Riding The Wave of Vietnamese Pop Music
Nha Magazine, Caroline Kieu-Linh Valverde Posted: Jan 11, 2006
In 1992, while visiting my sisters in Atlanta, Georgia, my eldest sister excitedly brought out the then-latest installment of Paris by Night (PBN) video. PBN is a series of cabarets and variety shows. The videos feature celebrity masters of ceremony and popular Viet Kieu singers performing elaborately choreographed dance numbers and comedy skits.
Several years later, while staying with my family in Sai Gon, my aunt and her boyfriend brought home some music videos produced by Vietnamese Americans. My aunt’s boyfriend boasted about how quickly he could obtain pirated copies, proudly claiming that his video store was one of the first to have a particular edition.
This past year, while visiting friends in the densely Vietnamese suburb of Cabramatta outside of Sydney, I noticed a collection of the ubiquitous PBN videos.
This fascination with Paris by Night is not unique to my family and circle of friends. In fact, it is the biggest pop culture phenomenon to hit Vietnamese communities around the world, from France and the U.S. to Canada and Australia. The highly produced, big-budgeted music and performance videos have found their way into nearly every Viet Kieu home, and have reached millions of adoring fans in Viet Nam. Led by enthusiastic individuals and catapulted by technological advances, overseas Vietnamese have successfully created a global music industry. No small feat considering the various political obstacles that exist in both Viet Nam and abroad. Old time musicians and youth alike have found clever ways to get their music out to fans worldwide.
SaiGon Music transplanted to the United States after 1975
Refugees and immigrants who left Viet Nam after 1975 were initially concerned with adapting to their new home. However, it did not take long before Vietnamese music spread throughout the newly burgeoning Vietnamese American communities. Music at this time had more meaning than just entertainment; it also served the important role of connecting refugees and exiles to the homeland they left behind.
Linh Pham, a Bay Area resident since 1973 and a self-proclaimed party girl with a passion for the cha cha, recalls the musical events she attended at the time.
“I was young and always looking for a party but nothing was going on before 1975. When everyone began arriving, we tried to connect with friends by hosting small parties at each other’s houses,” said Pham. “Then by 1977 it seemed like every month there was a community-hosted event at local churches or schools that had live bands and even room to dance.”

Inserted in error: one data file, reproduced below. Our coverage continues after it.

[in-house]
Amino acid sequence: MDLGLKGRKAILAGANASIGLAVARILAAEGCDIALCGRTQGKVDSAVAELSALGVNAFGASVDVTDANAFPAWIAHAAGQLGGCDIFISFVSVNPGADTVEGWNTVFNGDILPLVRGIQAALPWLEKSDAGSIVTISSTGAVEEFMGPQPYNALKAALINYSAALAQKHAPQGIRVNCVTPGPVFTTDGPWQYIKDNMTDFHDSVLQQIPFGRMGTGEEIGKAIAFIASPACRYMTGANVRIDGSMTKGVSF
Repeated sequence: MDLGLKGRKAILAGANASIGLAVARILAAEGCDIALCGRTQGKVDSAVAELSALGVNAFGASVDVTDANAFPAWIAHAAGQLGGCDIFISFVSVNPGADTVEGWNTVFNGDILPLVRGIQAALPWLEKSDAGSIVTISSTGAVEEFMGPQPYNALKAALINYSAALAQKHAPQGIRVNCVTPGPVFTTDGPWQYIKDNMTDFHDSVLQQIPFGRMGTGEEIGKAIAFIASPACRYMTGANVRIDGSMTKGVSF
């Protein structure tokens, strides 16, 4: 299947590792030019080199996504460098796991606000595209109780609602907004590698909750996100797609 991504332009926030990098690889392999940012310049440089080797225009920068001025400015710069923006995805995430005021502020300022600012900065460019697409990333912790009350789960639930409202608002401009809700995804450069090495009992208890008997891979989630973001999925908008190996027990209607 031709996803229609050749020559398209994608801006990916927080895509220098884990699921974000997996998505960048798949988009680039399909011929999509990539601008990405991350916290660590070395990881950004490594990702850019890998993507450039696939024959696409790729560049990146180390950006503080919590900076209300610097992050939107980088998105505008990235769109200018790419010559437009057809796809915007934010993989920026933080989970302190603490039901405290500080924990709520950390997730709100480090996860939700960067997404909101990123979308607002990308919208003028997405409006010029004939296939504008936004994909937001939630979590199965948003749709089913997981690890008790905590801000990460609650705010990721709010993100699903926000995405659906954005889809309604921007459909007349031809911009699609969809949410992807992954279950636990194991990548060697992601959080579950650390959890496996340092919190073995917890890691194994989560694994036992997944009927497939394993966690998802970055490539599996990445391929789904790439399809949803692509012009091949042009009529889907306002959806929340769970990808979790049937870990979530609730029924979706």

In the initial tumult of 1975, most refugees left with little more than the clothes on their backs. Not many thought to bring music with them. In the early years, those who had items such as records and tapes exchanged them with others in the community. By 1980, there were individuals who had amassed a sizable collection of Vietnamese music tapes. Dubbing tapes eventually gave way to more professional operations.
Some of the early Vietnamese American music producers in the United States owned music businesses in Viet Nam before 1975. For them, the main objective was to make quality copies of pre-1975 music. During the late 1970s and early 1980s, those with previous experience in the music industry in Viet Nam re-established their trade in the U.S.
At about this time, Thuy Nga Productions began producing music in France. The founder of the company, Thuy Nga, had owned a studio in Viet Nam. Once transplanted in France, Thuy Nga’s husband, To Van Lai, a former professor in Viet Nam, helped rebuild the fledgling music house. With a keen sense of the diasporic market, To created a division of Thuy Nga called Paris by Night . To discussed the inspiration behind this new product.
“I used to live in the French Vietnamese community. In the morning we took the train or metro to work. Then we went home and went to sleep, do do. The next morning you got up again and went to your job or boulot. So, your life was three things, metro, do do and boulot, over and over again,” says To.
To Van Lai found the endless cycle of modern urban life deeply alienating. He set out to ease the tedium of la vie quotidienne, and hence Paris by Night was born.
“I wanted to know how a Vietnamese living outside of his country would find entertainment,” said To. “For example, during the day they went to work and in the evening they looked for entertainment. That is how I came up with the title Paris by Night . Those who lived in Paris needed distractions. Paris by Night originated from this desire for leisurely distraction.”
The company was hopeful about making a global impact on the Vietnamese Diaspora. In 1989, they began producing music videos in addition to records. This proved to be a profitable and influential direction for the production company. Success came so quickly that within a few years, To moved the company’s headquarters to Orange County, California, home to the largest Viet Kieu market.
Thuy Nga Productions has been operating at that location ever since. Though the company capitalized on new video technology, the contents of early PBN recordings still focused on Vietnamese songs written before 1975.